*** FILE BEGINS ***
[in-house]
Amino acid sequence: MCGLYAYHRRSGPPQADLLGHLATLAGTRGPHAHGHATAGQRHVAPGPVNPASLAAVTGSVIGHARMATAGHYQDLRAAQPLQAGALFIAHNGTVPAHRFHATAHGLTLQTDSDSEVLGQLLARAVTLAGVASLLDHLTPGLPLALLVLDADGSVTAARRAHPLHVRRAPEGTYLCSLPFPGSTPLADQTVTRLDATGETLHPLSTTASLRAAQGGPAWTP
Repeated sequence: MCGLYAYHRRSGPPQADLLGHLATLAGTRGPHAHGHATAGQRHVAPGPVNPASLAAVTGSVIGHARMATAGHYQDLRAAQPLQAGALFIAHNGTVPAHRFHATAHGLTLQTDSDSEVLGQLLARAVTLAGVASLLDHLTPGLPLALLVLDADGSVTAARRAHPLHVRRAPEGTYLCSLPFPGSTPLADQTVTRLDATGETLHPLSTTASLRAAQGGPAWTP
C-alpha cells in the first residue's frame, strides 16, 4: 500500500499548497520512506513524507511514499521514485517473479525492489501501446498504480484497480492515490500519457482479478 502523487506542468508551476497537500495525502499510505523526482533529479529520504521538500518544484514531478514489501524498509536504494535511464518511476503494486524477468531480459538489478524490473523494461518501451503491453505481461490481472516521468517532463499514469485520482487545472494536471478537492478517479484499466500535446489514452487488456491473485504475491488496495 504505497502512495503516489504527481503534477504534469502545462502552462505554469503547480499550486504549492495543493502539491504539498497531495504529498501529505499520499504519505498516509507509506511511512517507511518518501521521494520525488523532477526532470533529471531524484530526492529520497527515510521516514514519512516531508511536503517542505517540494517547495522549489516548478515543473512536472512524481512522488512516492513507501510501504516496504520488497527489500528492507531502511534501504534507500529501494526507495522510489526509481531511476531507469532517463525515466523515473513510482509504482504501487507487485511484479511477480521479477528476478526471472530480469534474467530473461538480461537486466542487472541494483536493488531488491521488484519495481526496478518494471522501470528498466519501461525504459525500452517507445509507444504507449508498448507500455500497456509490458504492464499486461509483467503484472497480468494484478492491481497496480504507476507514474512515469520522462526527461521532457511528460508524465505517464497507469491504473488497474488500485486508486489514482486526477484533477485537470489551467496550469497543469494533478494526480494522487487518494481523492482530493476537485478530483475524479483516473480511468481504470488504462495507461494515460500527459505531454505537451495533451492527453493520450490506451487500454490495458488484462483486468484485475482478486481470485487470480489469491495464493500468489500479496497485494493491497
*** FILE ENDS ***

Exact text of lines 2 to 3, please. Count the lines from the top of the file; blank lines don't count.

Amino acid sequence: MCGLYAYHRRSGPPQADLLGHLATLAGTRGPHAHGHATAGQRHVAPGPVNPASLAAVTGSVIGHARMATAGHYQDLRAAQPLQAGALFIAHNGTVPAHRFHATAHGLTLQTDSDSEVLGQLLARAVTLAGVASLLDHLTPGLPLALLVLDADGSVTAARRAHPLHVRRAPEGTYLCSLPFPGSTPLADQTVTRLDATGETLHPLSTTASLRAAQGGPAWTP
Repeated sequence: MCGLYAYHRRSGPPQADLLGHLATLAGTRGPHAHGHATAGQRHVAPGPVNPASLAAVTGSVIGHARMATAGHYQDLRAAQPLQAGALFIAHNGTVPAHRFHATAHGLTLQTDSDSEVLGQLLARAVTLAGVASLLDHLTPGLPLALLVLDADGSVTAARRAHPLHVRRAPEGTYLCSLPFPGSTPLADQTVTRLDATGETLHPLSTTASLRAAQGGPAWTP